As the world starts to gather momentum in our fight to achieve net-zero emissions and mitigate or even reverse the effects of climate change, new climate innovations are emerging that may just make the impossible possible…
I think we’re all pretty much coming to terms with the fact that some of the consequences of climate change are simply inevitable. In fact, it can be argued that we’re already seeing the earliest effects of climate change, with widespread droughts, high category hurricanes, other extreme weather events, and a global pandemic, already creating serious problems all over the world. Here are some new climate innovations that can help us alter the course of history and save the planet:
Transport emissions account for 23% of total global emissions. And the demand for transport will only grow.
Electric car batteries are improving by the day. They are able to store more energy and therefore lasting longer, charge faster and electric cars are also becoming more affordable, meaning they will soon be able to compete in the mainstream market with their carbon-emitting equivalents.
Electric cars will soon be traveling at the same distances and speeds as petrol cars and recharge time will take the same time as filling up would. Without gas, travel is also significantly more affordable in the long run.
There are also a number of climate innovations taking place in the aviation industry that is receiving a lot of support, which are targeting improving general efficiency and consumption, among other logistical changes. For example, “the aviation industry pledged its support for shifting passenger traffic to rail wherever it is possible and makes sense.”
The development of more efficient fuel sources in the shipping industry is also showing a lot of promise, while industry giants have pledged to make the switch to greener shipping solutions. Renewable energy sources are showing a lot of promise, while biofuels are also being touted as a promising alternative.
Industry accounts for roughly a third of global emissions and requires monumental changes. The best innovation that we could find is Carbon Engineering’s carbon-capturing solution. The Canadian firm has created a “direct air capture that can remove far more CO2 per acre of land footprint than trees and plants” and use it for industrial processes.
3. Smart buildings
The majority of the modern world was constructed without much consideration for sustainability. Innovations in city planning and architecture will make our cities cooler, more energy-efficient, and sustainable. Lighting, heating, cooling, and power in our homes, hospitals, and schools account for roughly 20% of all emissions. Alphabet (Google’s parent company) is developing a smart solution to one of the most prevalent urban inefficiencies – traffic congestion.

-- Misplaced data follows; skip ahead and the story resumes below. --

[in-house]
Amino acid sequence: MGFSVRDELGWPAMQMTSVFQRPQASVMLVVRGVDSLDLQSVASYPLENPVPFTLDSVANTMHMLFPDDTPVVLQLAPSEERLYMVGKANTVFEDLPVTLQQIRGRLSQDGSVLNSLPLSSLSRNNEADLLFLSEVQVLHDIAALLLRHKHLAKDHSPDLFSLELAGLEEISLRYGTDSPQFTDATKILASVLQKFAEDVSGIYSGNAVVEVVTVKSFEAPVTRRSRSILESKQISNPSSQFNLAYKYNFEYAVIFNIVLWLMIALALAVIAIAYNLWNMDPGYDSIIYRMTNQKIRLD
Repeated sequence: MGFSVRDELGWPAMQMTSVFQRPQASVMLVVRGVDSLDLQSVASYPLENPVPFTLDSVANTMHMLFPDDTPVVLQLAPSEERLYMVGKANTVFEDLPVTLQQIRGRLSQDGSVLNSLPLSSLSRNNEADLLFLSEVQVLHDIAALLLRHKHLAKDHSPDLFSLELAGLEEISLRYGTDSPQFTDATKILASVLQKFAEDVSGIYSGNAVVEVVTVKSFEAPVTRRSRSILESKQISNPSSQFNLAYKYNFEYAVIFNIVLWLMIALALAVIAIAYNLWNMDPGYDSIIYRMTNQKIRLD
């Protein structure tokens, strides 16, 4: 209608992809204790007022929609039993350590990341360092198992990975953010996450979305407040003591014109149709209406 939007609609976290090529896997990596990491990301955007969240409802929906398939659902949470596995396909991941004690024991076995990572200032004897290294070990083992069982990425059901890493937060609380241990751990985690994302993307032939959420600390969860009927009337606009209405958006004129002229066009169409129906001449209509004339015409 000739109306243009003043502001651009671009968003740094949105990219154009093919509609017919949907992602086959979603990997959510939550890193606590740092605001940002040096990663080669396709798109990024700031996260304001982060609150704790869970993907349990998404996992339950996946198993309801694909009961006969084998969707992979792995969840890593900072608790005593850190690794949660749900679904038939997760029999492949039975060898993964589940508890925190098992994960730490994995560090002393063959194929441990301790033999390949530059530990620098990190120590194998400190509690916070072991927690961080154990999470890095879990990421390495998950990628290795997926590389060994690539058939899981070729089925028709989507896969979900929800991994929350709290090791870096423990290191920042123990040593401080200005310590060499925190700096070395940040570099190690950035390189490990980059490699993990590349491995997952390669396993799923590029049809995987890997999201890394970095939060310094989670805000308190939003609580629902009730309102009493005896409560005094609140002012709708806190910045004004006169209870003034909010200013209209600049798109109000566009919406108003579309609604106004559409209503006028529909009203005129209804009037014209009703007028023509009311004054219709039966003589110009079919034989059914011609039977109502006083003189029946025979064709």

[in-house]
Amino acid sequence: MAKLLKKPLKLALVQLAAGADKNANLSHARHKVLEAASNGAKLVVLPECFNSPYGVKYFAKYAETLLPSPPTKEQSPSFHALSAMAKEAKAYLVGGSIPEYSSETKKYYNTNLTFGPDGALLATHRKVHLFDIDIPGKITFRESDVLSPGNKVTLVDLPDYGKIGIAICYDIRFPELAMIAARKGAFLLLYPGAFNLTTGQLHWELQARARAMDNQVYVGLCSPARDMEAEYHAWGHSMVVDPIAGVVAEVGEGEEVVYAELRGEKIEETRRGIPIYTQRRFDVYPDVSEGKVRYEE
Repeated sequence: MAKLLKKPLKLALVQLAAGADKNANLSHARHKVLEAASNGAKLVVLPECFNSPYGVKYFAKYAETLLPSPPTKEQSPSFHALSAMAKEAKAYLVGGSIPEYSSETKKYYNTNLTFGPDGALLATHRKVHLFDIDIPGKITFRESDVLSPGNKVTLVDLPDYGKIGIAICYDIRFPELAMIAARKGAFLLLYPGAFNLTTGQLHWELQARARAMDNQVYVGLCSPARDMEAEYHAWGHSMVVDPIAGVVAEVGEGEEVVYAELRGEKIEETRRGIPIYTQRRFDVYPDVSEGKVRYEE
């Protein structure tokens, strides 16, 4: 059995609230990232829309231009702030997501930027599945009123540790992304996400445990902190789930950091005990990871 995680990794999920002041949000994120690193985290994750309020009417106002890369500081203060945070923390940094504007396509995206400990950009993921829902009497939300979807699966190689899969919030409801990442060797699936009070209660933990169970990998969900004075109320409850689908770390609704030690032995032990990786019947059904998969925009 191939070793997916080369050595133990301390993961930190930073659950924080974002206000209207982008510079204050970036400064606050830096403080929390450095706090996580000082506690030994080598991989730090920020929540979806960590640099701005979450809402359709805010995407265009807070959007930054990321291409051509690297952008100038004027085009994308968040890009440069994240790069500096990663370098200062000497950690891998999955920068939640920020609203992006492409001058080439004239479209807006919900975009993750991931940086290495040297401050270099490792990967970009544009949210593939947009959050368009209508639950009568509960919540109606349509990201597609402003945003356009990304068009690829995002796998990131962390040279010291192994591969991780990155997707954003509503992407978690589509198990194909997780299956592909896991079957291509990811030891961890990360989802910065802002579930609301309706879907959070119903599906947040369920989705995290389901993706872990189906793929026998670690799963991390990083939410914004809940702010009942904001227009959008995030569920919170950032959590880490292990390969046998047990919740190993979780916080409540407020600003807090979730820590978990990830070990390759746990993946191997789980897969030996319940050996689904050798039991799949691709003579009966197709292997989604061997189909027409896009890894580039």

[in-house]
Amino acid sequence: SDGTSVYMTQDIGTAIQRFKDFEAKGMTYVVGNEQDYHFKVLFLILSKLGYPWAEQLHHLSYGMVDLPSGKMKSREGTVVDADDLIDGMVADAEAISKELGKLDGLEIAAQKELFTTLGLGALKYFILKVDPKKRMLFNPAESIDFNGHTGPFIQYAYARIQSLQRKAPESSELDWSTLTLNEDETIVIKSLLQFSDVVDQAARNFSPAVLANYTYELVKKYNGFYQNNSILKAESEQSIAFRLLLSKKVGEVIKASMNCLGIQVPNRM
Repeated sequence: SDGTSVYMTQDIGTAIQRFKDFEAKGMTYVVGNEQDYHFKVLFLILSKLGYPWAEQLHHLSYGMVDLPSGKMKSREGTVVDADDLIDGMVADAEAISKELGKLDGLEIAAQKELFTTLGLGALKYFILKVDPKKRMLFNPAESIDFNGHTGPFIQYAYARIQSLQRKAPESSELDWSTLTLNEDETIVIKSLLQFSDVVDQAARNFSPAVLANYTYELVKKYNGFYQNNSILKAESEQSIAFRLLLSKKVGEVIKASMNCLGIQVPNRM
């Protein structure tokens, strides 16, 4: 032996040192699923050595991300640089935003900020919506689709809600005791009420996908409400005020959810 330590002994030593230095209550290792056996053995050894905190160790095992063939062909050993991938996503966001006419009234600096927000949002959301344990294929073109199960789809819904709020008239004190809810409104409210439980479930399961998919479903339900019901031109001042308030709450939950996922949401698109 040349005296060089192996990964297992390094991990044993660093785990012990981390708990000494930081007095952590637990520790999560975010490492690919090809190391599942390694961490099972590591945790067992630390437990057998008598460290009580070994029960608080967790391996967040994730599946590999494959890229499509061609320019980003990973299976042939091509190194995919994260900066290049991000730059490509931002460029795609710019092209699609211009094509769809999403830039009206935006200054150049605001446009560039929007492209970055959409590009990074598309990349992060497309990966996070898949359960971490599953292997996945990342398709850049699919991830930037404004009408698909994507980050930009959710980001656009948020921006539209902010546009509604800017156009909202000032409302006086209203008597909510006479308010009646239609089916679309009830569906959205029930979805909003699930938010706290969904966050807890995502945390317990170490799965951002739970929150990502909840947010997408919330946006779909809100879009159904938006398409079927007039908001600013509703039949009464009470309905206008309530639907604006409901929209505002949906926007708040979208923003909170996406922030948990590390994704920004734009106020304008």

Large reductions in traffic will make a big dent in the grander scheme of things. Along with buildings using renewable energy sources such as solar or wind power, changes in urban planning to use spaces more efficiently will be a big win for all of us, the consumers who are leaving a collective carbon footprint as a consequence of our daily habits. Better urban planning provides the foundation for being a carbon-neutral citizen.
Another quarter of global emissions come from the production of the food that we all eat. The vast majority of this comes from rearing livestock, but plant-based diets are becoming more and more popular these days, and meat alternatives like Beyond Meat present an opportunity for people to genuinely embrace more sustainable eating habits.
5. Nuclear Fusion
As we’ve already known for years, nuclear power is a great way to produce carbon-free power. However, nuclear waste will probably be an even bigger problem in the long term and we pretty much have no solution for getting rid of it besides burying it deep underground… it’s all very dodgy. The waste is a by-product of the process of nuclear fission – splitting an atom – which provides extraordinary power.
Nuclear fusion, on the other hand, is a process that involves combining atoms to produce an even larger amount of power. It yields less than 0.001% as nuclear fission. Nuclear fusion effectively creates an artificial sun that could power the entire planet for millions of years. The ITER Global Fusion Energy Project – an international collaboration into creating the first fusion reactor – has spent more than a decade on research and it is now “about 75% built”. We are on the verge of attaining literally unlimited power with very little waste… a pretty big step in the right direction!
So I know the future looks pretty bleak right now. But climate innovations are developing at a rapid pace, so you can have a little bit of hope. I, for one, am incredibly excited to see what becomes of these remarkable developments and how they could change the way we live in the not-so-distant future